Yesterday, Sam Lohmann's new chapbook Unless As Stone Is arrived. It is a handsome publication, containing a single poem in seven parts (six plus envoi, perhaps?), variations on Dante's sestina "Al poco giorno e al gran cerchio d'ombra". I guess I could plot it along my recent theme of appropriation and emotion, but I don't have much to say there. Still, here are three nice poety things about the book.

1. Two colors (colours? I need to decide whether I'm going to "go native" about these spellings) predominate in the poem, "green" and "yellow". When I imagine those colors, they are like crayons, or Pantone swatches -- solid, bulky, no nuance. But the book itself has a chartreuse cover and manila pages -- a very different (and more interesting) suggestion of what "green" and "yellow" might mean. The physical book itself reminded me of further possibilities for these words; instead of having illustrations in the book, the book itself was the illustration. (Which itself is a reminder: Until Gutenberg, there was really no need for writing to be thought of as black and white. Was it? Someone investigate that. It could make an excellent Encyclopedia Brown–style plot point.)

2. I was reading the book aloud to myself, pacing back and forth in my kitchen, and stopped on this italicized line:

His science has progressed past stone.
And -- as I like to say -- I rolled it around in my mouth. I repeated it it a few times, really enjoying how the consonants propelled the sentence along. I have become a sucker for a repeated /st/. Here it makes a nice little dramatic pause before you get to the payoff -- and it switches from a-e-i vowels to an o-u vowel (which my research (and others') suggests is the major vowel divide for English speakers). And the meaning of the sentence tied in nicely enough with the Dante -- I was pleased.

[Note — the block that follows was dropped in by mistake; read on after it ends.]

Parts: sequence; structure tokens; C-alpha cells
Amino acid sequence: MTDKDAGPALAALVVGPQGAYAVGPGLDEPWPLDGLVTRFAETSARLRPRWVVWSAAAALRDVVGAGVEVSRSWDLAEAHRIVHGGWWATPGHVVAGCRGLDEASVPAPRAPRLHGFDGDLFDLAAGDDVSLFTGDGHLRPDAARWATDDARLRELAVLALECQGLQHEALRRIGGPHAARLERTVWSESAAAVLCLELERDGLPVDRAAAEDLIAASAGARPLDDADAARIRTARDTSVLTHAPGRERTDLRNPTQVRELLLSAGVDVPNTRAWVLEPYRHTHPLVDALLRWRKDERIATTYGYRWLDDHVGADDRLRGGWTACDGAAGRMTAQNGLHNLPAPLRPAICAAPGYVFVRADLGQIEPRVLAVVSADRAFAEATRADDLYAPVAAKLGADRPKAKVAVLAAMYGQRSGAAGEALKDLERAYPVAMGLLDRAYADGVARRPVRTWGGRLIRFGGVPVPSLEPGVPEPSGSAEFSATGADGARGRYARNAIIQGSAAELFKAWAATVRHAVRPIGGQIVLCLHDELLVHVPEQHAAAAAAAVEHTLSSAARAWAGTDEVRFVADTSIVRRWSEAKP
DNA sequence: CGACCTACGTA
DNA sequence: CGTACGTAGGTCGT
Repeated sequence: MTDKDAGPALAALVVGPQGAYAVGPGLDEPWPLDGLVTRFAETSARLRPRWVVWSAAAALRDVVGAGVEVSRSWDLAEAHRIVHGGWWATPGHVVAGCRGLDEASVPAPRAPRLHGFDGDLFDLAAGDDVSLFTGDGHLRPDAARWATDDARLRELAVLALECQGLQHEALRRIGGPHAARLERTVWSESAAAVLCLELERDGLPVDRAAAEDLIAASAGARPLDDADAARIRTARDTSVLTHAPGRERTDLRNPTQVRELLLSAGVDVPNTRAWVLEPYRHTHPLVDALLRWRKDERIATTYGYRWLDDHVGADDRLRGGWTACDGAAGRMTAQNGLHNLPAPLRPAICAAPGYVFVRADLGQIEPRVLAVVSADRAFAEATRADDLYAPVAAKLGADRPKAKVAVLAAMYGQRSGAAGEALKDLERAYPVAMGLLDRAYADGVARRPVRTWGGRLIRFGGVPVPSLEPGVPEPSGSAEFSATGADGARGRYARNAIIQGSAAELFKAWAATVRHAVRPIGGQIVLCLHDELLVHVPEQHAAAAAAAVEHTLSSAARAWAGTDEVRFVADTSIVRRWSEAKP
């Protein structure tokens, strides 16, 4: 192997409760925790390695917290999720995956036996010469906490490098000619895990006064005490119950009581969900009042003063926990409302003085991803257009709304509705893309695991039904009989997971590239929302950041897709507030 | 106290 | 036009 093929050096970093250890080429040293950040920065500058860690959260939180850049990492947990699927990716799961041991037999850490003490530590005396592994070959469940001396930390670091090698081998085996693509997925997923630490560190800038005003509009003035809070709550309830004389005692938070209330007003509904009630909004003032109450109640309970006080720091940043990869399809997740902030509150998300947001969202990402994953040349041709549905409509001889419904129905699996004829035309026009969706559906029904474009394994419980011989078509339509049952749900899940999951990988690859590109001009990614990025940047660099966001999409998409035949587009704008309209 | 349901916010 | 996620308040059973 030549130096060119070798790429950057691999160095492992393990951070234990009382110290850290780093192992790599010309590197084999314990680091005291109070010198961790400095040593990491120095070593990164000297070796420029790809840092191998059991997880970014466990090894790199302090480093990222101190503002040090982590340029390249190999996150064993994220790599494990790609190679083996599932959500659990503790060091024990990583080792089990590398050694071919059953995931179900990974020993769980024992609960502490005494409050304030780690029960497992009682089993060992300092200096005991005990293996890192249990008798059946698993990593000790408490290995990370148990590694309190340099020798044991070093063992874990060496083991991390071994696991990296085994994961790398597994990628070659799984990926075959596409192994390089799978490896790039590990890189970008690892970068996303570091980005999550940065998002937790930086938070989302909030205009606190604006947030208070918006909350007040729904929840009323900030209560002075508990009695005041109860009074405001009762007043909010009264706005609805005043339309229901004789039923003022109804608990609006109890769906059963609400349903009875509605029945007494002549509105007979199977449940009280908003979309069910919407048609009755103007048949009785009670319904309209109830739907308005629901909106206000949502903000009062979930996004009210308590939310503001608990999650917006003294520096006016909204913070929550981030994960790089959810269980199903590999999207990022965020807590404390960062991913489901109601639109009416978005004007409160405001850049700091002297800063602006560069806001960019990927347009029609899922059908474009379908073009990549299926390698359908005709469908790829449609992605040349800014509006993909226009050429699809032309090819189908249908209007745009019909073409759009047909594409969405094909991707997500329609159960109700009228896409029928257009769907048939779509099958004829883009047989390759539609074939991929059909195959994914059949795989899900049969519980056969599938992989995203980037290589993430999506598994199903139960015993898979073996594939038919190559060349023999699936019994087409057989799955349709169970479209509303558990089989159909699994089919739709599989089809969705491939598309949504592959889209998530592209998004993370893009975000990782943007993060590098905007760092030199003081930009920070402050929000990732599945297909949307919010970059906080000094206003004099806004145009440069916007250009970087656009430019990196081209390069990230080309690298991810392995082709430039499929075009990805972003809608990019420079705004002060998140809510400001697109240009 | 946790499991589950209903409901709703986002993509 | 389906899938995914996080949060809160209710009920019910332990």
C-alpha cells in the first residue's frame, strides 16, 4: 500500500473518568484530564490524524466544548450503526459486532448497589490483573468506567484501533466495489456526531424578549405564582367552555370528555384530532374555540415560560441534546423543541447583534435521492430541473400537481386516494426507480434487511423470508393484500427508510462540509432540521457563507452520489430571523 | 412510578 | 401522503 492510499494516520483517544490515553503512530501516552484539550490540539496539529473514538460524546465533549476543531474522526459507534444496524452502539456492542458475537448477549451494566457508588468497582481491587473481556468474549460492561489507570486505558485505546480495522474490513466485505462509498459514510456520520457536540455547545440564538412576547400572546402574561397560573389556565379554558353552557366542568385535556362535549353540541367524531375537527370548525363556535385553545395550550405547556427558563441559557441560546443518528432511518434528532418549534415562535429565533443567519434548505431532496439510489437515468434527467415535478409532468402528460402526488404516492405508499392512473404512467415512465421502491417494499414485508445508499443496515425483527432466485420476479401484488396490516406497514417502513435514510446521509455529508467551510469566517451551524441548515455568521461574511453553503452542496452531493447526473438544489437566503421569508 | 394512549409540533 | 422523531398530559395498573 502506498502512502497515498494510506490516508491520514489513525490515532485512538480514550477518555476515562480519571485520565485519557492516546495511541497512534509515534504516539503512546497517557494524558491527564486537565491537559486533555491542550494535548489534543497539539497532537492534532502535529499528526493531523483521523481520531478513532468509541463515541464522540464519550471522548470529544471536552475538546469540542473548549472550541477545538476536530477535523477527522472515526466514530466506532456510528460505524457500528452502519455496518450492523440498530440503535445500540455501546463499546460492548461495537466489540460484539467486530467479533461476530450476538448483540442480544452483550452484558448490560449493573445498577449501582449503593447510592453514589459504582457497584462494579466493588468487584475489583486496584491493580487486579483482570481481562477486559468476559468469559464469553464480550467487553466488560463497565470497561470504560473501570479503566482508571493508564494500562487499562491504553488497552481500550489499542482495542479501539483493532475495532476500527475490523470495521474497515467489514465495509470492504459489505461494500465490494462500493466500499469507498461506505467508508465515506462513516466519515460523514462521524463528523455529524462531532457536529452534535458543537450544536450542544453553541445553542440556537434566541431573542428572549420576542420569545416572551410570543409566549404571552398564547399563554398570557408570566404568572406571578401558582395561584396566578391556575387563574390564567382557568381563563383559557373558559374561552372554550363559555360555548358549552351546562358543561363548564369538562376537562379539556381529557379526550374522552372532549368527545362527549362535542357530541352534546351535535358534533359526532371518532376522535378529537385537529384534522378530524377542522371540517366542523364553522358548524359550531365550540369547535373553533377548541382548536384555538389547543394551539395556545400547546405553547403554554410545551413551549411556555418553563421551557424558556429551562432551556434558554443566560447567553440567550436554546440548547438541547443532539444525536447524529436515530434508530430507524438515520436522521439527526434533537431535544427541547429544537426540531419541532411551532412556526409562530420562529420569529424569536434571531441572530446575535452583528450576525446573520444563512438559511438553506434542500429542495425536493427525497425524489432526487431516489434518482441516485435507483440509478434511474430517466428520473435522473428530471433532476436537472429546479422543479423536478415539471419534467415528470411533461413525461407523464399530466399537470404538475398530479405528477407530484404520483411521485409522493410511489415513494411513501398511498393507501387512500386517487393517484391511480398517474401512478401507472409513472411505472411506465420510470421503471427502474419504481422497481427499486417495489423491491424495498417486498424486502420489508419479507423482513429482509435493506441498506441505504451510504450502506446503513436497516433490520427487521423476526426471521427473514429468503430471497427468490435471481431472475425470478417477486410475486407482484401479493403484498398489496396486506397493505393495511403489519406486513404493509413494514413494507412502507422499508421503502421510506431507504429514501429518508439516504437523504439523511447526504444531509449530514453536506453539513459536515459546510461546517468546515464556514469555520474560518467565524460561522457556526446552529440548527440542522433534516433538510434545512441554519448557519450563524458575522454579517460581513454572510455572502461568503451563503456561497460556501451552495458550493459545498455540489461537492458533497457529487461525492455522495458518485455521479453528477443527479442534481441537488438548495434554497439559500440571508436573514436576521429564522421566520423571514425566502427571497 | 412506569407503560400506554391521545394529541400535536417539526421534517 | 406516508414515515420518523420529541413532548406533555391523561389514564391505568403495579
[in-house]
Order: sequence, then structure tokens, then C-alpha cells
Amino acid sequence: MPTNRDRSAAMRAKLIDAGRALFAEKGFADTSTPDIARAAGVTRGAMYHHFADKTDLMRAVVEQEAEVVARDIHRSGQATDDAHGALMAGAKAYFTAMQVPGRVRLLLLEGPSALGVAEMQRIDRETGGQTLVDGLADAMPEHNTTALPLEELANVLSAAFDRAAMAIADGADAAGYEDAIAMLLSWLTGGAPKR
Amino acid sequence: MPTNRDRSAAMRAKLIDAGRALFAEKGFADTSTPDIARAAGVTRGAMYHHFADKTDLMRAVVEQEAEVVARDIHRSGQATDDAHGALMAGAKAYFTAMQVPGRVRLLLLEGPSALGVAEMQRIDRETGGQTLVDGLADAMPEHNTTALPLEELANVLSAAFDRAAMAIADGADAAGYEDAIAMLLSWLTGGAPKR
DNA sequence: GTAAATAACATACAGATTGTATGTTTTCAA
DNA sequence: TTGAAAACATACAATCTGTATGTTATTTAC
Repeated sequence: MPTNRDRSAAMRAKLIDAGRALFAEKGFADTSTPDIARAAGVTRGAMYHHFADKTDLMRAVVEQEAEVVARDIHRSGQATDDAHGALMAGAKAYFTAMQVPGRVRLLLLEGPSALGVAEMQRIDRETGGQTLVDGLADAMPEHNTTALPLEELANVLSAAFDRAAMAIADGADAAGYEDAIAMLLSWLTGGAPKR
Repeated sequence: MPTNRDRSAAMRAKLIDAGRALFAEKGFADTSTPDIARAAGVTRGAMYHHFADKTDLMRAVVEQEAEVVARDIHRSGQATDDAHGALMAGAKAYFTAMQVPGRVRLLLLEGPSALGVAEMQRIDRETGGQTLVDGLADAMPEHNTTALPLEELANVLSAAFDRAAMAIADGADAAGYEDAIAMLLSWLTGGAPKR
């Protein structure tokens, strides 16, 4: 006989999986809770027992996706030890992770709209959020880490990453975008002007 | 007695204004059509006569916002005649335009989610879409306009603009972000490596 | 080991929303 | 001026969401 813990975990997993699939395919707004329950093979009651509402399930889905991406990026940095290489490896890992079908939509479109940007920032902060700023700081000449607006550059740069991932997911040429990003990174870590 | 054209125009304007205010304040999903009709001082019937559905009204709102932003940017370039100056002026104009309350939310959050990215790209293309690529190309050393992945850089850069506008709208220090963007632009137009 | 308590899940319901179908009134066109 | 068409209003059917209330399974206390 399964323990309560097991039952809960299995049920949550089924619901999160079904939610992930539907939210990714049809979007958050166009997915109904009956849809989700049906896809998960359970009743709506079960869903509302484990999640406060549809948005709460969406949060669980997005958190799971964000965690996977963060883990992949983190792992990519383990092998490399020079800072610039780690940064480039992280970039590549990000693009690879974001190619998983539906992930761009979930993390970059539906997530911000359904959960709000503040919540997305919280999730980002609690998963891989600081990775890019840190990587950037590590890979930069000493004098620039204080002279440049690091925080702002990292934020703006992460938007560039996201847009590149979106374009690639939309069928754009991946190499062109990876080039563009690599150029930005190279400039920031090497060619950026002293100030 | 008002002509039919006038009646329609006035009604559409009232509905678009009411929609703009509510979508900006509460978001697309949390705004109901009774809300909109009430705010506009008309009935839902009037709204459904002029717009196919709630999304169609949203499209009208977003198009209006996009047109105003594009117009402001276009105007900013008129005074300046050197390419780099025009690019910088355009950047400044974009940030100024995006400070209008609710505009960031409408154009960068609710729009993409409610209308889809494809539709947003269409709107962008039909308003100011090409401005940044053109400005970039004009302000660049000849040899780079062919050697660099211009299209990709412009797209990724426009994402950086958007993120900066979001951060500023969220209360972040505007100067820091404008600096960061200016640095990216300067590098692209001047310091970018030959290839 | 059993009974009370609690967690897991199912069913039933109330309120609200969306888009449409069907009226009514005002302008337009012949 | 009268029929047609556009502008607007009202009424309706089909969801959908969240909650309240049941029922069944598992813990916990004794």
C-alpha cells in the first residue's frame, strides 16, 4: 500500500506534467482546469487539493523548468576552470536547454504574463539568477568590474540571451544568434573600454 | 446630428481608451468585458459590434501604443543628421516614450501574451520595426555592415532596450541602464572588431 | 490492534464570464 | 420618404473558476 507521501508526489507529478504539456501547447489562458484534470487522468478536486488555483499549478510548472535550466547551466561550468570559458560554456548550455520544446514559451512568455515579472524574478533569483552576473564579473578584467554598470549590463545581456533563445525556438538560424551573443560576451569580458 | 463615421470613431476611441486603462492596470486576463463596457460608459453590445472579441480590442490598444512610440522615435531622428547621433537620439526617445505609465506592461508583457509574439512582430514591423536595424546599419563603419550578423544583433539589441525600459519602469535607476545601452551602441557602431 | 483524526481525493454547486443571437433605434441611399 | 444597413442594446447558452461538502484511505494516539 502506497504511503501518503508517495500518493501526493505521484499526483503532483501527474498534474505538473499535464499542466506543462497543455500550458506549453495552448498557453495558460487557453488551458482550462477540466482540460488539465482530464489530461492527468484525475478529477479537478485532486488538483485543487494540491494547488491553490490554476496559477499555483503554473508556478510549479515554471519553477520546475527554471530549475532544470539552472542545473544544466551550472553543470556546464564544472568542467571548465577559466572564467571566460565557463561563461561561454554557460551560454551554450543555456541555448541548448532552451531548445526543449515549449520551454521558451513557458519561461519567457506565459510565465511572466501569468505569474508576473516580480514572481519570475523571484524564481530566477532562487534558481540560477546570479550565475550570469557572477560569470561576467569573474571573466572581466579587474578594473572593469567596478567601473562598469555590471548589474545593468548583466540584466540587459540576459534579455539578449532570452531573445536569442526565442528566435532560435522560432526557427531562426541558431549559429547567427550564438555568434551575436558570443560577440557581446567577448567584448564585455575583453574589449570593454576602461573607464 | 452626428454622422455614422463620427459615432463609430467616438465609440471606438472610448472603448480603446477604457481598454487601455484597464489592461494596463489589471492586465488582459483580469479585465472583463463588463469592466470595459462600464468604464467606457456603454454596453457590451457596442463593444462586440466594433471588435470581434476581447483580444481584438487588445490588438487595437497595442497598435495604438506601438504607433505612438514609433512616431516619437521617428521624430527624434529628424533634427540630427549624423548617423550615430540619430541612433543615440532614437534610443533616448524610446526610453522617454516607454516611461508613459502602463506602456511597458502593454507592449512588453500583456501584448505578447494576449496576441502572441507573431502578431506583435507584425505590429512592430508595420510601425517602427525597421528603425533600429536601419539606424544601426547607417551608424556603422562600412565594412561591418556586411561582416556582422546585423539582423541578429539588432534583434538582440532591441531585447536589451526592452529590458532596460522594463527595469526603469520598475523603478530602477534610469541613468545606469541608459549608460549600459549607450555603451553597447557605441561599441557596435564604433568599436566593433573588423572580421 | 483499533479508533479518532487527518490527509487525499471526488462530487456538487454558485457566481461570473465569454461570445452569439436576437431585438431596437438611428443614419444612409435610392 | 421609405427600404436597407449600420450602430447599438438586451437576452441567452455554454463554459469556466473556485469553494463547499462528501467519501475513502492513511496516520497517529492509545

And then: Sam does the same thing. He spends the next few lines rolling around that sentence, with its /p/, /s/, /gr/, and /st/ consonants:
Hiss, scient asp or greased piston;

as sign's hasp or grist turns to regress,
past's tone is graps;

as ions aspire, grass sought up a stone,
a sighing sass, poor grace to pass on:

siren's purr grates diapason

on stone in grass. Wake up,
"Wake up"! It was the same thing I had felt when I got through with the italicized line and though, oh, hey, I should get back to the poem. Here it marks the end of rolling around, bringing in a new set of sounds, its meaning echoing its form.

Really, when a poem reenacts my reading of it, it is very exciting.

3. This book makes no bones about being a poem, and yet I enjoyed reading it. That is something of an accomplishment!

(Nice poety thing #3 might just be a repeat of nice poety thing #2, however.)

You can get Unless As Stone Is at Powells, and a few other places (see Sam's blog for details).



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